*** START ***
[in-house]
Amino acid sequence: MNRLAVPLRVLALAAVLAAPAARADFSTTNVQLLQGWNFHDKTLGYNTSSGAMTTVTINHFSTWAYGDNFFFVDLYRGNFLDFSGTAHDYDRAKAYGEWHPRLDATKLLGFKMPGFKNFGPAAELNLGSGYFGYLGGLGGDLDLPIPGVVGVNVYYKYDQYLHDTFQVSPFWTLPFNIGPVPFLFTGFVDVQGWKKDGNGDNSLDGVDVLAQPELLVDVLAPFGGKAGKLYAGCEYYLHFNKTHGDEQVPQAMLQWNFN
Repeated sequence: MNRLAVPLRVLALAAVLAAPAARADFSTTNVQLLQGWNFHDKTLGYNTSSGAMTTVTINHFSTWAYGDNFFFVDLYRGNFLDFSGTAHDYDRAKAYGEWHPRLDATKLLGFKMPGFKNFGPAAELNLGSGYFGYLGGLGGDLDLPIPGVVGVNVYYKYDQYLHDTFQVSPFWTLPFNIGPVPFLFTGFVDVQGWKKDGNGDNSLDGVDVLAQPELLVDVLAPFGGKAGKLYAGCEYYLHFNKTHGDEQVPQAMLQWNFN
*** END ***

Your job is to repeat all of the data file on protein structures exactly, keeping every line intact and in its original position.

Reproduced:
[in-house]
Amino acid sequence: MNRLAVPLRVLALAAVLAAPAARADFSTTNVQLLQGWNFHDKTLGYNTSSGAMTTVTINHFSTWAYGDNFFFVDLYRGNFLDFSGTAHDYDRAKAYGEWHPRLDATKLLGFKMPGFKNFGPAAELNLGSGYFGYLGGLGGDLDLPIPGVVGVNVYYKYDQYLHDTFQVSPFWTLPFNIGPVPFLFTGFVDVQGWKKDGNGDNSLDGVDVLAQPELLVDVLAPFGGKAGKLYAGCEYYLHFNKTHGDEQVPQAMLQWNFN
Repeated sequence: MNRLAVPLRVLALAAVLAAPAARADFSTTNVQLLQGWNFHDKTLGYNTSSGAMTTVTINHFSTWAYGDNFFFVDLYRGNFLDFSGTAHDYDRAKAYGEWHPRLDATKLLGFKMPGFKNFGPAAELNLGSGYFGYLGGLGGDLDLPIPGVVGVNVYYKYDQYLHDTFQVSPFWTLPFNIGPVPFLFTGFVDVQGWKKDGNGDNSLDGVDVLAQPELLVDVLAPFGGKAGKLYAGCEYYLHFNKTHGDEQVPQAMLQWNFN